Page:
Regarding Shadow Dragons, the Monster Manual (p. 85) states:

Any damage-dealing breath weapon possessed by the dragon deals necrotic damage instead of its original damage type. A humanoid reduced to 0 hit points by this damage dies, and an undead shadow rises from its corpse and acts immediately after the dragon in the initiative count. The shadow is under the dragon's control.

Does this necessarily mean that the humanoid becomes the undead shadow? It should clearly state that, if that is the case. This matters in case the party wishes to raise the character from the dead via a revivify or raise dead spell.

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    \$\begingroup\$ I found the answer myself after further searching. I decided to answer my own question instead of deleting. \$\endgroup\$
    – mdrichey
    Commented Jan 15, 2019 at 19:08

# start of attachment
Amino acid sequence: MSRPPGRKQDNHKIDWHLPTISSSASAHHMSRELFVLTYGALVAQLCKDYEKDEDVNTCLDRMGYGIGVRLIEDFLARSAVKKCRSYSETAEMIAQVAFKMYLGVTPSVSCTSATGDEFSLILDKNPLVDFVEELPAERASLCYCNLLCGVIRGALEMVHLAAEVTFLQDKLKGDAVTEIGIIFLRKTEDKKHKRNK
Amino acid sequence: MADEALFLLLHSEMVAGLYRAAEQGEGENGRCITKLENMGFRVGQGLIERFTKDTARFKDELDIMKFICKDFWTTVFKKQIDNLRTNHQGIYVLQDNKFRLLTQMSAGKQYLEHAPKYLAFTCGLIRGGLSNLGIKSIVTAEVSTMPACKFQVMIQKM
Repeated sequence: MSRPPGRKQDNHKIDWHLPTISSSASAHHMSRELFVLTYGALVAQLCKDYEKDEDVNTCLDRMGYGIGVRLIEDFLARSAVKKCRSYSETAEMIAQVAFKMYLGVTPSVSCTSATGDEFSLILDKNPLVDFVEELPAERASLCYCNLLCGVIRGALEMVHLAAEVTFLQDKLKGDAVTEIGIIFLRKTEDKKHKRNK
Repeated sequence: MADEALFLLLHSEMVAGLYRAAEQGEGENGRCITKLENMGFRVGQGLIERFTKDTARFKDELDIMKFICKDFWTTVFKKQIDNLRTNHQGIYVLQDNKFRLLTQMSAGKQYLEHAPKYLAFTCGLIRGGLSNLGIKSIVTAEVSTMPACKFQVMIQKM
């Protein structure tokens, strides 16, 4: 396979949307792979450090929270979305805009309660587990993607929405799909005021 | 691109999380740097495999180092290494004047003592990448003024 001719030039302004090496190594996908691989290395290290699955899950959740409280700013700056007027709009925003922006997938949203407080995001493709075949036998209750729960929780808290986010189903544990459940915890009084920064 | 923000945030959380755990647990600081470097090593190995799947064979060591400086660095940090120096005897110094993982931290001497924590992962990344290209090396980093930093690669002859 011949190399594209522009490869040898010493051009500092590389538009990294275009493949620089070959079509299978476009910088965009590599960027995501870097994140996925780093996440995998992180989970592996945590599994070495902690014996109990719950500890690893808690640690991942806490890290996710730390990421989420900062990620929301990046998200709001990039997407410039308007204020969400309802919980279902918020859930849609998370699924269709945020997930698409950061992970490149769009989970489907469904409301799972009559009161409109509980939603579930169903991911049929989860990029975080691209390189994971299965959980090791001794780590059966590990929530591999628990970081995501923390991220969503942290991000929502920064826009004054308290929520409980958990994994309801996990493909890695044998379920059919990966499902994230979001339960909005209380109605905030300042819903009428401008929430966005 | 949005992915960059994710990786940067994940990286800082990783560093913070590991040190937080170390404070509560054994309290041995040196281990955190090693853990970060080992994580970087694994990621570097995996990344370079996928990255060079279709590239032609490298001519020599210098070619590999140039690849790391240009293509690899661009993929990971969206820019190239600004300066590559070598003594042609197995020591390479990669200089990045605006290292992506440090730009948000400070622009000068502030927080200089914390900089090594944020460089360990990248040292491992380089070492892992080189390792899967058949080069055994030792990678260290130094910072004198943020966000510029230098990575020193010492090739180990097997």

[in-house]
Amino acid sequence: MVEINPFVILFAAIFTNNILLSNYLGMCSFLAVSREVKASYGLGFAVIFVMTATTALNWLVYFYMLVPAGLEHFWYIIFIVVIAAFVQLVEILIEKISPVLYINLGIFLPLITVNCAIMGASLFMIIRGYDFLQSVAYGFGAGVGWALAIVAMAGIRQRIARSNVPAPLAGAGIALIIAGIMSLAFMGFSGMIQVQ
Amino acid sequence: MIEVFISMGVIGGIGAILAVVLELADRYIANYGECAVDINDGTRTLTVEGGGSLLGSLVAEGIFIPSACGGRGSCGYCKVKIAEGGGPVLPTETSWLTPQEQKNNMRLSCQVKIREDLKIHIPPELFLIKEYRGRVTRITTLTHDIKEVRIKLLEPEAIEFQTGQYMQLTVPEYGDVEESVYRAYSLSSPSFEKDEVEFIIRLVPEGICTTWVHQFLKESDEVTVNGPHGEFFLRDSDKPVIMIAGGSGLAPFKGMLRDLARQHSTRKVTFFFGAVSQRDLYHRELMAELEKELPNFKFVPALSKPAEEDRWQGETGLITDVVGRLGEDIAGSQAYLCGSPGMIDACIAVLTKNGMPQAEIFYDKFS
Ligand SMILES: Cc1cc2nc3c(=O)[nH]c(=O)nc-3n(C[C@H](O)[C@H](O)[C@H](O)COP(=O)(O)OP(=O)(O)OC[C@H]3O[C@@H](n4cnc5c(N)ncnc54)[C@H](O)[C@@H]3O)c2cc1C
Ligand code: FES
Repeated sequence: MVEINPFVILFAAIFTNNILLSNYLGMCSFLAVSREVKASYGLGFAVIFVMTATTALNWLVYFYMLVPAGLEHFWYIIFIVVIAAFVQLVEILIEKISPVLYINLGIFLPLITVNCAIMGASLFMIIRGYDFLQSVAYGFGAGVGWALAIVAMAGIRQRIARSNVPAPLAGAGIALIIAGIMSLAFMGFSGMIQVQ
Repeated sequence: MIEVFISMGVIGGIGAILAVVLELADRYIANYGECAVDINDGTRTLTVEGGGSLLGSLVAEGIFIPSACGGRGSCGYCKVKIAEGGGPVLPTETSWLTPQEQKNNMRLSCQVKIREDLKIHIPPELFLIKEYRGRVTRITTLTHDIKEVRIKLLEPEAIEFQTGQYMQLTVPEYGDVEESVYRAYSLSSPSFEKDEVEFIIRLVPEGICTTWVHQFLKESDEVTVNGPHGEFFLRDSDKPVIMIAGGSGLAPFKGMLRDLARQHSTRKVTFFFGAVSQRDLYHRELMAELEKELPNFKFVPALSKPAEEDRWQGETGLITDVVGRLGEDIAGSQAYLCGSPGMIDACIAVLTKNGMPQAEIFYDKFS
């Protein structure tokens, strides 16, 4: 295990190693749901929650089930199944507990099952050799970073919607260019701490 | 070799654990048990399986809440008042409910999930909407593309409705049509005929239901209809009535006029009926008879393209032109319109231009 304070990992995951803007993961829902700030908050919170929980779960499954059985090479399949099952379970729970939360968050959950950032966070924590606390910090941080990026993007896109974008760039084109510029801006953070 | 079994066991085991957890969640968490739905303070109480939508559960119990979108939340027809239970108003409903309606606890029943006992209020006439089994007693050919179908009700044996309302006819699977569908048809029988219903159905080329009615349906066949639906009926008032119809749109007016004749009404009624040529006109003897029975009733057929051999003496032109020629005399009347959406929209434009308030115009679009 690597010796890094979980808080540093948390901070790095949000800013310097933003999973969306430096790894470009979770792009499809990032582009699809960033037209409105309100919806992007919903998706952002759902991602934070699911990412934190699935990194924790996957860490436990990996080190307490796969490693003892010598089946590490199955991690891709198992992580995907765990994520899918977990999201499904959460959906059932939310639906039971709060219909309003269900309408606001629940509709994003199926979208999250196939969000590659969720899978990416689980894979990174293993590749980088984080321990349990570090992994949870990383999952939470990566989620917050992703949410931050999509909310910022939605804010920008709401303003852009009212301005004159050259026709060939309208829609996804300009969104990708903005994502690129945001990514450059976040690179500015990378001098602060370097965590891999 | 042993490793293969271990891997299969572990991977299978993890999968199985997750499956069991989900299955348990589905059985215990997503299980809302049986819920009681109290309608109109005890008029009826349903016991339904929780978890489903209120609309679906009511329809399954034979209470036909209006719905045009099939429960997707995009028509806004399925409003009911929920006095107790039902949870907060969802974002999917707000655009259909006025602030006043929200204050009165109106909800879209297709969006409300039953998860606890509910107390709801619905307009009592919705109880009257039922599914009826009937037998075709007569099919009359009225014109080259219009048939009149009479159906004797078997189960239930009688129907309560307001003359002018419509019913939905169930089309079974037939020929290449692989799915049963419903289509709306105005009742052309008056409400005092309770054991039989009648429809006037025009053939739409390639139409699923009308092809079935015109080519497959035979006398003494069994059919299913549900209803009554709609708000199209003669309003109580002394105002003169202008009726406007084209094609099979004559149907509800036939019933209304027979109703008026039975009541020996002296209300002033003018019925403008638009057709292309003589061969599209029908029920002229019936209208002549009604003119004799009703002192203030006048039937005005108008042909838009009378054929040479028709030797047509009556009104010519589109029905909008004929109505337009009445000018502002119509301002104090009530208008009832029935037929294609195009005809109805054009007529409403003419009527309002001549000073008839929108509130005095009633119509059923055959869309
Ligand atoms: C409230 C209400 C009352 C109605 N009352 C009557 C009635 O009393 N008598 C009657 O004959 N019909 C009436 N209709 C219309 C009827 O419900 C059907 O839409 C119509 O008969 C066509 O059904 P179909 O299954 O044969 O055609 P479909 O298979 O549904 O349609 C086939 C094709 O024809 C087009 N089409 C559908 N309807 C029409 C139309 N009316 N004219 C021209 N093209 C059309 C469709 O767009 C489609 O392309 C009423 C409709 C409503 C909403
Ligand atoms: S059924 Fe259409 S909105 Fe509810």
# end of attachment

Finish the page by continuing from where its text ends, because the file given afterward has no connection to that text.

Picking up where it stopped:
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    \$\begingroup\$ Thank you! That’s the preferred way to handle that situation. \$\endgroup\$ Commented Jan 15, 2019 at 19:09

2 Answers 2


The undead shadow is literally the humanoid's actual shadow, turned into an undead monster. It is not the humanoid's soul itself.

The Monster Manual entry for the Shadow states:

If a creature from which a shadow has been created somehow returns to life, its undead shadow senses the return. The shadow might seek its "parent" to vex or slay. Whether the shadow pursues its living counterpart, the creature that birthed the shadow no longer casts one until the monster is destroyed.

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    \$\begingroup\$ Does it give advantage to stealth-checks or anything if one doesn't have a shadow? \$\endgroup\$ Commented Jan 15, 2019 at 21:59
  • \$\begingroup\$ @Deduplicator I'd ask that as its own question. \$\endgroup\$
    – mdrichey
    Commented Jan 15, 2019 at 23:51
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    \$\begingroup\$ This paints Peter Pan in a more grim light... \$\endgroup\$ Commented Jan 16, 2019 at 14:58

No, the humanoid is just dead.

The shadow rises from the corpse. The corpse doesn't become a shadow, it just appears out of it.

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    \$\begingroup\$ Even when correct, an answer is always better when it includes support for its conclusion. \$\endgroup\$ Commented Jan 15, 2019 at 19:11

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